The label fell into a morass of legal issues and virtually vanished. Several companies made valiant attempts to reissue the records but the issues persisted until Shout! Factory released a handful of successful albums and compilations a few years back.

Now Verse Music Group has stepped up to reboot Golden Records as a brand, as you can see on their website or Facebook page, and created a two-tiered series that satisfies those of us who love the classic recordings and introduces them to today's parents and kids in a fresh new way with current showbiz names.



The first album in this "Celebrity Series" offers the distinctive musical style many of us cherish, but remastered to crystal clarity, with the stories read by the above actors, plus songs sung by Didi Conn (Raggedy Ann & Andy: A Musical Adventure, Shining Time Station).

Two albums of remastered and restored original Golden Records are being released in the "Timeless Series" and are budget priced, along with Halloween and Christmas collections in the celebrity series. Even if you and your young children have never heard Golden Records, there nothing else that sounds like them. For the price alone, you'd be much better off sharing these songs with your kids in this manner than hearing thin, synth versions often on current budget kids' CDs.

This is a very ambitious project indeed, with many albums coming soon in both series. If you fondly  remember the classic sound of these discs--which sold in the multi-millions in their day--hearing it remastered in such a spectacular way is like striking gold.







REAL-LIFE FAMILY DRAMA THAT'S "REALER" A REALITY SHOW
Blog, Movies
Posted on Sep 07 2012 by Greg
When the filmmakers who brought the Disneynature feature film Chimpanzee to the movie screen, they may have expected some hazards (wait until you see the eye-popping bonus feature in which they're constantly tormented by bees), but they never expected a rare and amazing story to tell itself right before their cameras.



A young chimp, named Oscar for the film, suffers a difficult loss and a astonishing gain. Sorry if that's too much of a spoiler, but that is only one of the experiences you will share in this, perhaps the most remarkable of the Disneynature film series. Tim Allen narrates with a fine blend of warmth, concern and humor as this chimpanzee troup lives through various challenges, searches for food and has fun -- like most families.

The film is so engrossing, the 78 minutes seem to fly by. Generous bonus sequences that chronicle the creation of the film, though not as plentiful for DVD users, are almost as fascinating as the film itself. If you see this on Blu-ray, prepare for a breathtaking ride. Some of the scenes are so lush and painterly, they look as if they came from a classic Disney animated feature -- particularly a stunning long upward pan resembling a fantastic mulit-plane Disney sequence.

Young children may be unnerved by some of the material, and there is a disclaimer about the bee sequence -- it's that intense.

it's nice to be able to watch this from a comfy chair in a climate-controlled room and be grateful to the filmmakers for going to such extreme lengths to capture all of this for all of us to experience.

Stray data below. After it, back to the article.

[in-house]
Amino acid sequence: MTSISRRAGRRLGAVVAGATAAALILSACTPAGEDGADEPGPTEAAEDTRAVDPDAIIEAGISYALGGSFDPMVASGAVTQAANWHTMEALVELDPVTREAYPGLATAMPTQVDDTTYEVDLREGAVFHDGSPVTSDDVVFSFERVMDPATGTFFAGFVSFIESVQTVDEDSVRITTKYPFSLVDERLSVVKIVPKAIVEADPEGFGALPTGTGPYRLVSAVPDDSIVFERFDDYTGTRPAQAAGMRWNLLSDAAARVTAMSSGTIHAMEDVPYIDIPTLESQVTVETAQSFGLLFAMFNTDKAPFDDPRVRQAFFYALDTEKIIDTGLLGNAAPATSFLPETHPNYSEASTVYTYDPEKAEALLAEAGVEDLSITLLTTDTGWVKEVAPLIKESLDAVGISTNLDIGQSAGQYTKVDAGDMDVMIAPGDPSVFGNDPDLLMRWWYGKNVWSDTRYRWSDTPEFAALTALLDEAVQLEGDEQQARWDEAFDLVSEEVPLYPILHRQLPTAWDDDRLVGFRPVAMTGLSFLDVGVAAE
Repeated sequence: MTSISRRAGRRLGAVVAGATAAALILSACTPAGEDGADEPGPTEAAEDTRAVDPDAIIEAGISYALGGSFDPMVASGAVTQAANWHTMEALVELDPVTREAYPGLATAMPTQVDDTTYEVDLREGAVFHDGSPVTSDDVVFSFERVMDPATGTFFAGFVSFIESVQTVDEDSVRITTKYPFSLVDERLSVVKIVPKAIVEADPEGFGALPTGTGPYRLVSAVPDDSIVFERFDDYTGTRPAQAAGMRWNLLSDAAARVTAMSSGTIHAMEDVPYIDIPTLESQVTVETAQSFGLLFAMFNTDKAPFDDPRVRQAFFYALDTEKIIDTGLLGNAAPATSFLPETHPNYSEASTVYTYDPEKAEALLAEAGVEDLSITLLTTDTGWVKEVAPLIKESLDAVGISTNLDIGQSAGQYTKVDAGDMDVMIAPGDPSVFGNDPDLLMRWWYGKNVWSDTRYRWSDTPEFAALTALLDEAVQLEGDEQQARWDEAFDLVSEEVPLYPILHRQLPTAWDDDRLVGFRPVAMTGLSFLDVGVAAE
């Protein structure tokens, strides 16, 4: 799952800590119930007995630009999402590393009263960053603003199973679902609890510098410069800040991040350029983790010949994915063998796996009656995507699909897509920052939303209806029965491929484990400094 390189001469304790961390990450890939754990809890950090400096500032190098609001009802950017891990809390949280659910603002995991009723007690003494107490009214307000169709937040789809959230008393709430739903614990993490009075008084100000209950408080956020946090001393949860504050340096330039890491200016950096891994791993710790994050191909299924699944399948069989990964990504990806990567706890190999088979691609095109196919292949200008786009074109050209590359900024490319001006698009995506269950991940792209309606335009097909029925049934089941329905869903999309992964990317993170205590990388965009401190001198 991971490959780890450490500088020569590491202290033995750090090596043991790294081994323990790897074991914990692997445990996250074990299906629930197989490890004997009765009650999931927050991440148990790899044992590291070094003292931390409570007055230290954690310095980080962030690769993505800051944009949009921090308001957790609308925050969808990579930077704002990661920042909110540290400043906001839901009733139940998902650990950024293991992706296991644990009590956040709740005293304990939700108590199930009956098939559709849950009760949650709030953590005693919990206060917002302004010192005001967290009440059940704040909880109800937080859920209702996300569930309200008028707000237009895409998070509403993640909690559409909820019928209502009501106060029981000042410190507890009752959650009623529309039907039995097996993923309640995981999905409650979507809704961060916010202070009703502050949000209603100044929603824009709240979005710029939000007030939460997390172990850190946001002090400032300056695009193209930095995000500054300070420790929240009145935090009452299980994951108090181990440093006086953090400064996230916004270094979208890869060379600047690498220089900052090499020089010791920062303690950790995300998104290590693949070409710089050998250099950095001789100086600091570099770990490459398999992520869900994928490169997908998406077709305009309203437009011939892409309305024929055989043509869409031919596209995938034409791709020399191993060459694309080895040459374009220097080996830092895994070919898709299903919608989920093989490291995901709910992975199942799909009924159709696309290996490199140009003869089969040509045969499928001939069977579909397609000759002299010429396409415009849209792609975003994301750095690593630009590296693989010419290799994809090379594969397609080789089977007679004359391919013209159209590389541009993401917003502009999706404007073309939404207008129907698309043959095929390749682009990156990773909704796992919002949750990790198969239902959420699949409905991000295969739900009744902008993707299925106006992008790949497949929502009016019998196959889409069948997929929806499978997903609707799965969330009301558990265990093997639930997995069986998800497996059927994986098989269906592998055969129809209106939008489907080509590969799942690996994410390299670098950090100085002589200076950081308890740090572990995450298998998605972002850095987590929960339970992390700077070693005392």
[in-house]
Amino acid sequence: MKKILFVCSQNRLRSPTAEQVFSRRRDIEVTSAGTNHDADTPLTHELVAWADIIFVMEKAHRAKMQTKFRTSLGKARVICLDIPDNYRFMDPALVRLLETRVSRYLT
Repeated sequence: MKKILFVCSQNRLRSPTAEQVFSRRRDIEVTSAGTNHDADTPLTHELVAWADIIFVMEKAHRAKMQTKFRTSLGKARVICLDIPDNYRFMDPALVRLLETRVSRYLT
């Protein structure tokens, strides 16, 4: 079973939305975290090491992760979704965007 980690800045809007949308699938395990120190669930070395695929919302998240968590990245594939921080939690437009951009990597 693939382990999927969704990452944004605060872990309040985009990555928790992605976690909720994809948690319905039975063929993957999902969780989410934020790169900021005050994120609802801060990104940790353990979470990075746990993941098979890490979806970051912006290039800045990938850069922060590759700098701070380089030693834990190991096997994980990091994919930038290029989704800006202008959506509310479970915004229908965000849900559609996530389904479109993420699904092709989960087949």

DO SEQUELS WORK OR DO THEY NOT?
Blog, Movies
Posted on Sep 06 2012 by Greg
Walt Disney did not believe in sequels, at least as far as his animated features were concerned. He did not have a problem with Son of Flubber, The Monkey's Uncle, Savage Sam or Davy Crockett and the River Pirates, but these films surely were a different matter to him entirely.

Of course, debate and comment has never stopped since the direct-to-video release of The Return of Jafar. This sequel to Aladdin was so successful, it opened the door for direct-to-video (and occasional theatrical) releases of follow-ups (and even second follow-ups) to Bambi, Cinderella, Peter Pan, 101 Dalmatians, The Jungle Book, The Fox and the Hound, The Little Mermaid, Beauty and the Beast, The Lion King, Mulan, Brother Bear, Lilo and Stitch, The Emperor's New Groove and others I've probably left out. Lots of Pooh, too.

All of these sequels were produced by Walt Disney Television Animation, later known as DisneyToon Studios, on budgets far less then their originals and with staffs combining talents from around the world. With less money and a different working circumstance, one cannot expect every one of these sequels to strike the same chords.

However, it's not for lack of trying. Despite the constraints, some creative teams were often capable of remarkable results, especially if the team involved was emotionally invested in the original classic AND if there is a second story worthy of telling.

Lady and the Tramp II: Scamp's Adventure seems a natural for a sequel, since Scamp himself was a popular comic book character for many years. The first movie laid some groundwork for Tramp's new life as a domestic dog.



The creators of the sequel emphatically yearned to recreate the magic of Walt Disney's 1955 canine family romance. For a art direction standpoint, they succeeded admirably. The background elements of Lady and the Tramp were mined for research and look almost exactly like the original. Animation poses were studied for accuracy. The degree to which these details were reached is worthy of celebration. This is one of the few sequels to feature an audio commentary (thank you!) and the folks involved were earnest indeed.